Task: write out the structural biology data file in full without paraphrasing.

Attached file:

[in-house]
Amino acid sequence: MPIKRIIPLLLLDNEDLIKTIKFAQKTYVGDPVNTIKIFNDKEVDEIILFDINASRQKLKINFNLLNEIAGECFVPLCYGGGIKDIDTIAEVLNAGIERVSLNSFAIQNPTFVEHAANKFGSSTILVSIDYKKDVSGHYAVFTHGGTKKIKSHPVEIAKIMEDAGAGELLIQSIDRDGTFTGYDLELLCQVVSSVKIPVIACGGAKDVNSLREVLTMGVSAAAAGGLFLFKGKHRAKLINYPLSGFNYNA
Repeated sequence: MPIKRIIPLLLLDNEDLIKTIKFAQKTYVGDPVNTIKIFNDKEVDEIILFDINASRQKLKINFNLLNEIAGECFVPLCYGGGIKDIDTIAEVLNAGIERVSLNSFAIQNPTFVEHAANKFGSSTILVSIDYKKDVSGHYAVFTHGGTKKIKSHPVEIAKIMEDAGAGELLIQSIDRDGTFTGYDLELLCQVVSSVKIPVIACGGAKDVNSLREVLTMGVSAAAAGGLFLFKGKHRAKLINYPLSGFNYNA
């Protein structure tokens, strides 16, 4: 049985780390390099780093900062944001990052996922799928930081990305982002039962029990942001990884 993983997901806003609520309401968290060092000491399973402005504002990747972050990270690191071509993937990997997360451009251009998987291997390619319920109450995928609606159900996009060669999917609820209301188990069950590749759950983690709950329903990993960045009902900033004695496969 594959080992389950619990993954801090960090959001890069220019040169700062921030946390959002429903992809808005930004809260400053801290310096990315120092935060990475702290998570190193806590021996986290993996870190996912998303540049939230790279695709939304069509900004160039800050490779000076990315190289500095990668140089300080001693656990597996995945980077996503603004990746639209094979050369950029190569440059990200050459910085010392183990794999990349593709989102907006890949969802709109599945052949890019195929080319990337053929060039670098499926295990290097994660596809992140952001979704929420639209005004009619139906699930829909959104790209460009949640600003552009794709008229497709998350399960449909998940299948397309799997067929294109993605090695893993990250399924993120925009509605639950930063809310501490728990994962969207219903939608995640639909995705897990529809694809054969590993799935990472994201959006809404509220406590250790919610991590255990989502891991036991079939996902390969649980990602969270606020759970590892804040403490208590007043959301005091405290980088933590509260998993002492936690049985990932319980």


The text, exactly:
[in-house]
Amino acid sequence: MPIKRIIPLLLLDNEDLIKTIKFAQKTYVGDPVNTIKIFNDKEVDEIILFDINASRQKLKINFNLLNEIAGECFVPLCYGGGIKDIDTIAEVLNAGIERVSLNSFAIQNPTFVEHAANKFGSSTILVSIDYKKDVSGHYAVFTHGGTKKIKSHPVEIAKIMEDAGAGELLIQSIDRDGTFTGYDLELLCQVVSSVKIPVIACGGAKDVNSLREVLTMGVSAAAAGGLFLFKGKHRAKLINYPLSGFNYNA
Repeated sequence: MPIKRIIPLLLLDNEDLIKTIKFAQKTYVGDPVNTIKIFNDKEVDEIILFDINASRQKLKINFNLLNEIAGECFVPLCYGGGIKDIDTIAEVLNAGIERVSLNSFAIQNPTFVEHAANKFGSSTILVSIDYKKDVSGHYAVFTHGGTKKIKSHPVEIAKIMEDAGAGELLIQSIDRDGTFTGYDLELLCQVVSSVKIPVIACGGAKDVNSLREVLTMGVSAAAAGGLFLFKGKHRAKLINYPLSGFNYNA
């Protein structure tokens, strides 16, 4: 049985780390390099780093900062944001990052996922799928930081990305982002039962029990942001990884 993983997901806003609520309401968290060092000491399973402005504002990747972050990270690191071509993937990997997360451009251009998987291997390619319920109450995928609606159900996009060669999917609820209301188990069950590749759950983690709950329903990993960045009902900033004695496969 594959080992389950619990993954801090960090959001890069220019040169700062921030946390959002429903992809808005930004809260400053801290310096990315120092935060990475702290998570190193806590021996986290993996870190996912998303540049939230790279695709939304069509900004160039800050490779000076990315190289500095990668140089300080001693656990597996995945980077996503603004990746639209094979050369950029190569440059990200050459910085010392183990794999990349593709989102907006890949969802709109599945052949890019195929080319990337053929060039670098499926295990290097994660596809992140952001979704929420639209005004009619139906699930829909959104790209460009949640600003552009794709008229497709998350399960449909998940299948397309799997067929294109993605090695893993990250399924993120925009509605639950930063809310501490728990994962969207219903939608995640639909995705897990529809694809054969590993799935990472994201959006809404509220406590250790919610991590255990989502891991036991079939996902390969649980990602969270606020759970590892804040403490208590007043959301005091405290980088933590509260998993002492936690049985990932319980």